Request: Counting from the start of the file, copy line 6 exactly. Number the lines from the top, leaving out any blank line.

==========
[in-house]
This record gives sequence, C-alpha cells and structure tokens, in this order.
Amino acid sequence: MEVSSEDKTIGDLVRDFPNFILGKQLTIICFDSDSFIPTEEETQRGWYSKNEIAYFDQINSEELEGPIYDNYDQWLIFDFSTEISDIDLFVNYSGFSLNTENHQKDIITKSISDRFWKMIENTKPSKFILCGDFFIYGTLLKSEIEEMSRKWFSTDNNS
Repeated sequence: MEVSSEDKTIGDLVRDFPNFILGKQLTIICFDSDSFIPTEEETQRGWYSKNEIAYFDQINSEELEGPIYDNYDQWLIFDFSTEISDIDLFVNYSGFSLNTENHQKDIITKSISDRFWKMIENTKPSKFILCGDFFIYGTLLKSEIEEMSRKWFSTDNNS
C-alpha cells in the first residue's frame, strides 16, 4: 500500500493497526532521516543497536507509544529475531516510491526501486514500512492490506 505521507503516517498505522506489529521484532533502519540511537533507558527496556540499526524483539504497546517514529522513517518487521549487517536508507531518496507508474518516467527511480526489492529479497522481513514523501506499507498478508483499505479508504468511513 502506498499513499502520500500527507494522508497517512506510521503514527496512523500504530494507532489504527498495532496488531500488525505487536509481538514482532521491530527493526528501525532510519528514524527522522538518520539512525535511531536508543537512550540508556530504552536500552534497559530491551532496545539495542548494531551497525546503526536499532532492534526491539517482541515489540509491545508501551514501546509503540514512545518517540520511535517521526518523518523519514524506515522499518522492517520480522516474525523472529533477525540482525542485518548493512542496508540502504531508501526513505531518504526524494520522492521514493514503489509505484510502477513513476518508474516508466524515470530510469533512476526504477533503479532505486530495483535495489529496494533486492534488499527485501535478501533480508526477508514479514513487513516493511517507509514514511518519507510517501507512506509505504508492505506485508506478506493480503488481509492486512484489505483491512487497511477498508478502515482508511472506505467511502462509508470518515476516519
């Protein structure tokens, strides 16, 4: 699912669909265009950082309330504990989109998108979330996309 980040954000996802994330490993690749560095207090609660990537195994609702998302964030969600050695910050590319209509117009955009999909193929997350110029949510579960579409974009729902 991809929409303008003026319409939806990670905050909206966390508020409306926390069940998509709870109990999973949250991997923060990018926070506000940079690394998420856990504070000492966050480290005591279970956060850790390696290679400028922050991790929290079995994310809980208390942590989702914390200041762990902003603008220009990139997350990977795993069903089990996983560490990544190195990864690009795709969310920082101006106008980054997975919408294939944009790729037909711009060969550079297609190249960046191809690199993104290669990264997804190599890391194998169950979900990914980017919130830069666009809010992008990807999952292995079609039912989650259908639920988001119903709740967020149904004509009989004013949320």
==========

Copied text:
């Protein structure tokens, strides 16, 4: 699912669909265009950082309330504990989109998108979330996309 980040954000996802994330490993690749560095207090609660990537195994609702998302964030969600050695910050590319209509117009955009999909193929997350110029949510579960579409974009729902 991809929409303008003026319409939806990670905050909206966390508020409306926390069940998509709870109990999973949250991997923060990018926070506000940079690394998420856990504070000492966050480290005591279970956060850790390696290679400028922050991790929290079995994310809980208390942590989702914390200041762990902003603008220009990139997350990977795993069903089990996983560490990544190195990864690009795709969310920082101006106008980054997975919408294939944009790729037909711009060969550079297609190249960046191809690199993104290669990264997804190599890391194998169950979900990914980017919130830069666009809010992008990807999952292995079609039912989650259908639920988001119903709740967020149904004509009989004013949320």